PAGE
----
Six Types of Behavioral Interview Questions
Most recruiters have been using the same set of outdated interview questions for years to try and evaluate a candidate. Most interview questions are less about trying to find the right person for the job and more about seeing how well the job seeker has rehearsed to answer a series of typical interview questions.
In addition to being prepared to answer the most common interview questions, behavioral situational interview questions are something that many hiring managers will incorporate in the interview. In contrast to typical interview questions such as “tell me about yourself” or “What are your strengths/weaknesses,” behavioral questions seek to understand how you’ve handled various work scenarios that arouse in the past.
Hiring managers are seeking concrete examples of skills and qualifications that are directly related to the position at hand.
Six Types of Behavioral Interview Questions
Although there are hundreds of potential behavioral questions that may be asked during an interview, there are six types of questions that they usually fall under.
1. Teamwork Questions
Teamwork questions are the most common types of behavioral interview questions that seeks to determine how well of a team player a candidate is. Being a team player is one of the most important attributes of any employee, from a minimum wage worker to a C-Suite executive. When answering these types of teamwork questions, be sure to demonstrate your teamwork skills by sharing concrete examples. Three possible questions include:
1) Give me an example of a team project that failed and how you handled it?
2) Discuss a time when you worked with a boss whose personality was very different from yours.
3) Describe a rewarding team experience.
2. Leadership Questions
In any type of leadership role, and even those positions with no direct reports, leadership questions are seeking how well a candidate can effectively lead and delegate responsibility. Leadership questions are concerned with understanding the leadership skills of a candidate including motivating others, developing teams, taking initiative, empowering others, and delegation.
Even if you are not applying for a leadership role, many interviewers may still ask these types of questions to determine your leadership potential. Three possible questions include:
1) Give me an example of someone you have coached/mentored to achieve success?
2) Tell me about a time when you led a project and it failed? How did you handle it?
3) Describe a time when you led by example.
3. Conflict Questions
Hiring managers ask this question to determine how well a candidate manages conflict. As with all behavioral interview questions, you’ll want to provide specific examples of how you handled any situation that you’re asked about. Regardless of what type or level of job you are seeking, a strong ability to effectively handle conflicts is a valuable and sought-after skill. Three possible questions include:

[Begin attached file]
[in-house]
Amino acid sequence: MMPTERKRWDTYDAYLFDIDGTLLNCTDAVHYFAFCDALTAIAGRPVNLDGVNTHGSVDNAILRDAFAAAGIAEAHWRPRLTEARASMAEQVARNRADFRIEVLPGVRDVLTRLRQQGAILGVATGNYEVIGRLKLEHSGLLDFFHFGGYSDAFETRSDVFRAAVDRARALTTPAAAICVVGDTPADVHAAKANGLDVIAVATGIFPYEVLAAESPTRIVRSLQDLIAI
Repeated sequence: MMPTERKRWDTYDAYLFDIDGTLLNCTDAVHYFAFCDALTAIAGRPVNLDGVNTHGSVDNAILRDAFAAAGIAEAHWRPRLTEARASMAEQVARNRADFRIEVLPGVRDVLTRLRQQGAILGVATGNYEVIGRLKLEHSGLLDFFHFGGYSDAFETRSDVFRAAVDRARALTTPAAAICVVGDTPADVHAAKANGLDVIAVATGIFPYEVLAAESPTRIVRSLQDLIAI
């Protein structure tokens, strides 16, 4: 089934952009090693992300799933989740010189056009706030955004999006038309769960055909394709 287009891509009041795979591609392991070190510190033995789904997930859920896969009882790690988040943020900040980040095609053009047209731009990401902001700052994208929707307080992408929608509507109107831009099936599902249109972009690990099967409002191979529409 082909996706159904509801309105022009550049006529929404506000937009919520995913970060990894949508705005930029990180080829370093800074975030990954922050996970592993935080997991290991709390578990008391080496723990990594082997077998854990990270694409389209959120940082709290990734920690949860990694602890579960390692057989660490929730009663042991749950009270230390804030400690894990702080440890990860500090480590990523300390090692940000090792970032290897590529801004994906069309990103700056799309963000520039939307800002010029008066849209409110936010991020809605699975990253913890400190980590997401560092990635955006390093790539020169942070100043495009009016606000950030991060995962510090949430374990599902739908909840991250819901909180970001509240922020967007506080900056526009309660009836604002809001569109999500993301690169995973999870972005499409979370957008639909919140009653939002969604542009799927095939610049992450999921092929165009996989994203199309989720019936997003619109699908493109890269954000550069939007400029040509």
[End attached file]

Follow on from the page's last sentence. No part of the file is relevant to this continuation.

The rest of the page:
1) Give me an example of when you had to work with someone difficult.
2) Tell me about the most difficult customer/client you had to deal with.
3) How do you handle conflicts at work?
4. Problem Solving Questions
All jobs require problem solving skills in one form or another. Problem solving skills encompass your ability to identify issues, problems, and opportunities and create solutions. Hiring managers are concerned with a candidate’s initiative, creativity, resourcefulness, and determination in finding a solution. Problem solving qualifications also demonstrate a candidate’s motivation and proactiveness in contributing to an organization. Three possible questions include:
1) Describe a situation when you had to solve a difficult problem.
2) Tell me about a time when you went above and beyond to get things done.
3) Give me an example of how you discovered a creative way to overcome an obstacle.
5. Adaptability Questions
Being able to adapt to dynamic situations is a key element of an effective employee. These types of questions are also known as “failure” questions since they may ask about your failures and how you handled them. These questions can be tough since they focus on a negative experience and are comparable to the what is your greatest weakness question. Three possible questions include:
1) Tell me about a time when your company was undergoing change and how did you handle it?
2) Give me an example of when you were under a lot of pressure and how you handled it?
3) What is your greatest professional failure?
6. Motivation Questions
Many interview questions may be trying to determine your overall motivation and work-ethic. Hiring managers want to screen out people who talk a good talk but slack off when they’re hired. Every candidate can claim they have a strong work-ethic and come across as motivated but these types of behavioral questions will seek specific examples. Three possible questions include:
1) Tell me about your greatest professional accomplishment.
2) Tell me about a time when you had to manage several projects at the same time.
3) Describe a time when you were dissatisfied in your work and how you handled it?
There are literally hundreds of behavioral interview questions that can be asked during an interview but they generally fall under these six types. Be ready to answer several variations of behavioral interview questions. Preparing yourself for these types of behavioral questions will give you an edge over candidates who just think they are good interviews and don’t need to prepare.